Officer. Public Employment, Assault pay
G. Hanson, Assistant Attorney General, for the defendants.
Gregory F. Galvin for the plaintiff.
January 21, 2008, while working for the defendant Department
of Correction (department), the plaintiff, Mark Marchand,
sustained a knee injury when he intervened to protect a
fellow employee from an assault by an inmate. As a result of
the injury, Marchand began to receive workers'
compensation benefits, pursuant to G. L. c. 152, as well as
assault pay, pursuant to G. L. c. 30, § 58. On November
19, 2010, after a hearing, the department's acting
commissioner determined that Marchand was medically unfit for
duty and separated him from employment as of that date.
Although Marchand continued to receive workers'
compensation benefits until July 4, 2013, the department
stopped paying assault pay as of the date of Marchand's
separation from employment.
then commenced this action against the department and the
Commonwealth's Executive Office of Health and Human
Services, Division of Human Resources, seeking a declaration
that he was entitled to continue receiving assault pay for so
long as he was receiving workers' compensation benefits
-- that is, until July 4, 2013. A judge in the Superior Court
agreed. He allowed Marchand's cross motion for summary
judgment; denied the defendants' motion; and ordered that
judgment enter declaring that Marchand was entitled to
assault pay retroactive to November 19, 2010, and continuing
through July 4, 2013. The Appeals Court affirmed the
judgment, in a memorandum and order issued pursuant to its
rule 1:28. See Marchand v. Department of
Correction, 87 Mass.App.Ct. 1127 (2015) . We allowed the
defendants' application for further appellate review.
single question before us is whether a Commonwealth employee
entitled to receive assault pay pursuant to G. L. c. 30,
§ 58, fourth par., is entitled to continue receiving
such pay even after he separates from employment so long as
he is entitled to workers' compensation benefits pursuant
to G. L. c. 152, or whether his right to assault pay ceases
with his separation from employment. The Appeals Court has
previously interpreted the relevant provisions of G. L. c.
30, § 58, to mean the former. See Moog v.
Commonwealth, 42 Mass.App.Ct. 925, 927 (1997). We
conclude, however, that the latter is the better
interpretation -- in short, that assault pay is contingent on
Commonwealth employee injured in the course of employment is
entitled, pursuant to G. L. c. 152, to workers'
compensation benefits, G. L. c. 30, § 58, provides a
means for the employee to continue to receive full pay while
absent from work as a result of the injury. Generally, as set
forth in first three paragraphs of § 58, the injured
employee may use accrued sick leave to receive full
Pursuant to the fourth paragraph of § 58, however, when
the employee is injured as a result of an act of violence by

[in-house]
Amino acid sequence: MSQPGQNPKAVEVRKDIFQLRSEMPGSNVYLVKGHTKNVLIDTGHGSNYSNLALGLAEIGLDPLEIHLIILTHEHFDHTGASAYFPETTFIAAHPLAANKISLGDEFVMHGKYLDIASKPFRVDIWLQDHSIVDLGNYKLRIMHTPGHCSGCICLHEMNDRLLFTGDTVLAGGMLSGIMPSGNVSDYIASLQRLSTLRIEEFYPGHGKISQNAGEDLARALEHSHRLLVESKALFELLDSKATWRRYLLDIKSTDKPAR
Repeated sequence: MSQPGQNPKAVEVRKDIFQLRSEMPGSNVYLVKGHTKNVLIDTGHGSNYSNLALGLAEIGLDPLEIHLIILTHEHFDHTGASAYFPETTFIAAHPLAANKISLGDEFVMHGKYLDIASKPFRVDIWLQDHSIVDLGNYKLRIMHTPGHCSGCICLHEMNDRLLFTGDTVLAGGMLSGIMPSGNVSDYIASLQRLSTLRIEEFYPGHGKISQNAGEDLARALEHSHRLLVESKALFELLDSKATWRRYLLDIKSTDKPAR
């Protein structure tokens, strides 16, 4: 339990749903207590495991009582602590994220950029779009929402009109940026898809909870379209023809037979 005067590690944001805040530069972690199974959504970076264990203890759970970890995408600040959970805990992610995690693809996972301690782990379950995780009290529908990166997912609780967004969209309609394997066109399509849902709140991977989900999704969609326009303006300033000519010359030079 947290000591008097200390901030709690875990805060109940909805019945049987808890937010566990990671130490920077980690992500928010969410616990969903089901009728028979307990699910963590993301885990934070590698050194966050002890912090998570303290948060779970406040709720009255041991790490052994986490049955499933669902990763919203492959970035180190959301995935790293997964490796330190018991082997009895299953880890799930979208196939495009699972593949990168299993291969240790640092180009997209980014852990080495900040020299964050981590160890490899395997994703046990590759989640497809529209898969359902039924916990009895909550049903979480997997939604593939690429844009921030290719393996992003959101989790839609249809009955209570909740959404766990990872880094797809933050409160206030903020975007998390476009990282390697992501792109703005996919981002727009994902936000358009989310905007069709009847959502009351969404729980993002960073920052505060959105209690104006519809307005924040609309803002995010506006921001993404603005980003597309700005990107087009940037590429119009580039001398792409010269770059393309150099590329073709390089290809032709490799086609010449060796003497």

a patient or prisoner in his custody, i.e., as a result of an
"assault, " the employee will receive full pay
"without such absence being charged against available
sick leave credits." Assault pay is, in other words,
intended to be a substitute for the use of accrued sick
is no question, as the Appeals Court rightly noted in the
Moog case, that assault pay and workers'
compensation are related benefits. See Moog, 42
Mass.App.Ct. at 926. There also is no question that the
assault pay provision in paragraph four of § 58
represents a "special provision for certain injured
State employees" entitled to workers' compensation
benefits under G. L. c. 152. See Moog,
supra. As the department suggests,  however, that
"special provision" is just that --special -- and
is an exception to the general rules set forth in the
section's first three paragraphs. The statute essentially
provides an added benefit to an employee assaulted in the
course of his or her employment, and recognizes that, in such
circumstances, the employee should not have to use sick leave
to maintain full pay. Sick leave, however, is a benefit
provided only to employees, and it reasonably follows that
when an employee separates from employment, the assault pay
benefit, connected, as it is, to sick leave, ceases. Nothing
in the statute requires or suggests otherwise. That the
now-former employee who had been receiving assault pay
continues to receive workers' compensation benefits after
separation from employment is of no moment -- those benefits
continue for all former employees who are otherwise entitled
to them, regardless of whether the employee was entitled to
department properly stopped paying Marchand assault pay
benefits pursuant to G. L. c. 30, § 58, as of the date
of his separation from employment. Accordingly, summary
judgment for the plaintiff is reversed, and the matter is
remanded for entry of summary judgment in favor of the
 Executive Office of Health and Human
Services, Division of Human Resources.
 Marchand initially received benefits
pursuant to G. L. c. 152, § 34 (temporary total
disability), from January 21, 2008, until July 10, 2008, and
then, from July 11, 2008, until July 4, 2013, received
benefits pursuant to ...